As previously mentioned, treats are important for rewarding your dog when they have performed an action correctly, such as going to the toilet outside. But you can also use treats to lure dogs back to you, especially when practicing recall when out on a walk. It’s all about positive reinforcement, making your puppy understand that by going to the toilet outside, rather than on the carpet, they will receive loads of praise and even get a treat.
Keep training sessions short to avoid your dog getting distracted
Especially with young puppies, attention spans can dwindle quite quickly when being asked to concentrate on commands and instructions for lengthy periods. For training to be effective and to encourage obedience, it’s best to keep sessions as short as possible so that the dog doesn’t become distracted or bored, which can also lead to naughty behaviour.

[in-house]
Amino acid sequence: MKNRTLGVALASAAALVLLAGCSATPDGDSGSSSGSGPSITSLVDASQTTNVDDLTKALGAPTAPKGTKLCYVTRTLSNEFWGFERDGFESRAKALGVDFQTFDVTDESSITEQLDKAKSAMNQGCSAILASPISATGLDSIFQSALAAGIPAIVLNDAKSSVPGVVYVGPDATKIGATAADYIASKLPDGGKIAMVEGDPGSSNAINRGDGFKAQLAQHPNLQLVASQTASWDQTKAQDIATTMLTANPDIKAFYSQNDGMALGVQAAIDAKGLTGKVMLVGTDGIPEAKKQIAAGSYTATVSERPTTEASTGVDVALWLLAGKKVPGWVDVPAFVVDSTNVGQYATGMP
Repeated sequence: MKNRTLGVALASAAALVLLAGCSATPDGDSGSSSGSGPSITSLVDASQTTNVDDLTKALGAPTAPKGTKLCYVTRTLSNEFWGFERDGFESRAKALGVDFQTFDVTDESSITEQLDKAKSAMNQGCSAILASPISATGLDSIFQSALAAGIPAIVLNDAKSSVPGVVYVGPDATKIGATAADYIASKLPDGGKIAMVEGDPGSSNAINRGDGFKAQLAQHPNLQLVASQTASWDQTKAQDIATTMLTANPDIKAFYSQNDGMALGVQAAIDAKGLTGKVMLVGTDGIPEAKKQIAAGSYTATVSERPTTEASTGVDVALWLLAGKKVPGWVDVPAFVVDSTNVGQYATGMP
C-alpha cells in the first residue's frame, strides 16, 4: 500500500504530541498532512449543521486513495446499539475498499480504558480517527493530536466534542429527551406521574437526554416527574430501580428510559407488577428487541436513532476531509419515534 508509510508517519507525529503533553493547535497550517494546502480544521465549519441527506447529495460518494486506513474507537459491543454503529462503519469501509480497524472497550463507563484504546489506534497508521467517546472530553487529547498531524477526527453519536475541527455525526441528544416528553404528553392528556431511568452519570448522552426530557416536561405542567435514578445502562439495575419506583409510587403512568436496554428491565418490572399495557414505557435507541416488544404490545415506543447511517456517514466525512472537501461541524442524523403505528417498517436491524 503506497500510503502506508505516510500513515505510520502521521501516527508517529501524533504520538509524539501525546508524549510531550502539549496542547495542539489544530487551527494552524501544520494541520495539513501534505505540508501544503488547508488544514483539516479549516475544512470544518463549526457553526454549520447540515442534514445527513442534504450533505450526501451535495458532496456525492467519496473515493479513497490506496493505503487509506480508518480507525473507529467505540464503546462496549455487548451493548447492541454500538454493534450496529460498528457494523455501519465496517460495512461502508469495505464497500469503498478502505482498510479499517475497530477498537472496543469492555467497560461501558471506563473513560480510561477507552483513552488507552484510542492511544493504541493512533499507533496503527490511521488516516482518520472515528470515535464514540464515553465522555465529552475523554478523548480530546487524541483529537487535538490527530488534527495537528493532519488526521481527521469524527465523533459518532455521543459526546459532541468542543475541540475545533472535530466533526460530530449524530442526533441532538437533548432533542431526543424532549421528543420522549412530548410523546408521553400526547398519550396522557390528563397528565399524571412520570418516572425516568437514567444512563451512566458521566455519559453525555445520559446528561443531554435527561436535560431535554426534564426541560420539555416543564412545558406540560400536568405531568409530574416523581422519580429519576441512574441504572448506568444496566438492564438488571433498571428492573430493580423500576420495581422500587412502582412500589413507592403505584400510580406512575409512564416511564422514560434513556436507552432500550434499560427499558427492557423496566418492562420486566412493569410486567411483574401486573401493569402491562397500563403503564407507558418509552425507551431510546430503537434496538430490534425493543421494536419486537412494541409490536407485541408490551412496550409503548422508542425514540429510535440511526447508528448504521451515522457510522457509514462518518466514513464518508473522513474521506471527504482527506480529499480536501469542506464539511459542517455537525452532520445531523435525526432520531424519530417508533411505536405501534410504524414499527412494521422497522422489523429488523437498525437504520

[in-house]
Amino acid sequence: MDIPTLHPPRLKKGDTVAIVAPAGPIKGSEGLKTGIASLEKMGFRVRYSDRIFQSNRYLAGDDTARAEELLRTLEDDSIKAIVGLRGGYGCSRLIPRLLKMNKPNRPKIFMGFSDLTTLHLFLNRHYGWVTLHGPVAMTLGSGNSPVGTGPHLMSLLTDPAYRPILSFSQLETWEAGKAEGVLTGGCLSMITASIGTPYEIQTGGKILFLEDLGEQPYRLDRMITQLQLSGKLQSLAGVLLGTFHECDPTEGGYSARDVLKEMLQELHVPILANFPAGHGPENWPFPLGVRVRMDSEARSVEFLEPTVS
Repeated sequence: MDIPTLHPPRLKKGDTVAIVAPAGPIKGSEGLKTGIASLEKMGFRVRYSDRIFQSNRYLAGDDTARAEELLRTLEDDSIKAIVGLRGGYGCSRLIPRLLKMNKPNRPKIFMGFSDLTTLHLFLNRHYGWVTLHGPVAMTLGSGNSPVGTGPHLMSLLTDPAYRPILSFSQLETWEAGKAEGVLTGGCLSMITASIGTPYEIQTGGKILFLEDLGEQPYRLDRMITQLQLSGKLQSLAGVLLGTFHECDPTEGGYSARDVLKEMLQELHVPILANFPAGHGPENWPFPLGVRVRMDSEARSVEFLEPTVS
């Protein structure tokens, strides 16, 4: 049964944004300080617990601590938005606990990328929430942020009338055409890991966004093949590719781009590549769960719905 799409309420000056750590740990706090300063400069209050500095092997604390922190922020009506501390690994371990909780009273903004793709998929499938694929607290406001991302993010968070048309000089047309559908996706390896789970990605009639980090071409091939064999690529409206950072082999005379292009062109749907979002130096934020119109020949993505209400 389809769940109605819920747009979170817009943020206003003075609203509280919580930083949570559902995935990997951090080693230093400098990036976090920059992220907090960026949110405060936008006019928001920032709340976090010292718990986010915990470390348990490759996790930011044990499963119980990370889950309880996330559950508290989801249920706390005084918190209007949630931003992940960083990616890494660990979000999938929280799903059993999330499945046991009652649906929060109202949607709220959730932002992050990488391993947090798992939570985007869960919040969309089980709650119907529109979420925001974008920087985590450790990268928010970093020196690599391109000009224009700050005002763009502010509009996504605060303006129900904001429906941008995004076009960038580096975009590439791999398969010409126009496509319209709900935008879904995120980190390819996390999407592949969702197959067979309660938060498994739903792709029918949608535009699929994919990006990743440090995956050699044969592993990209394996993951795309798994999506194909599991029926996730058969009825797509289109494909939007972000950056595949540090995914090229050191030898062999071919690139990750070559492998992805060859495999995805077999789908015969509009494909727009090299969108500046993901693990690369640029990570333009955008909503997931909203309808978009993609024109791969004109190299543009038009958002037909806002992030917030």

Instead, keep training to a maximum of 10-15 minutes, and always finish off the session with a treat and some praise if they have been particularly good when following commands.
Socialisation with other dogs/people
As much as solo training is beneficial, dogs also need to socialise as much as possible. It might be that regular walking means they encounter plenty of other neighbourhood dogs and people, but if not, it might be good to make a conscious effort to get your dog to mix with others. Keeping them sociable means that they don’t develop unsociable or even aggressive behaviour towards others, and it can also help for training purposes as other dogs can be a big distraction.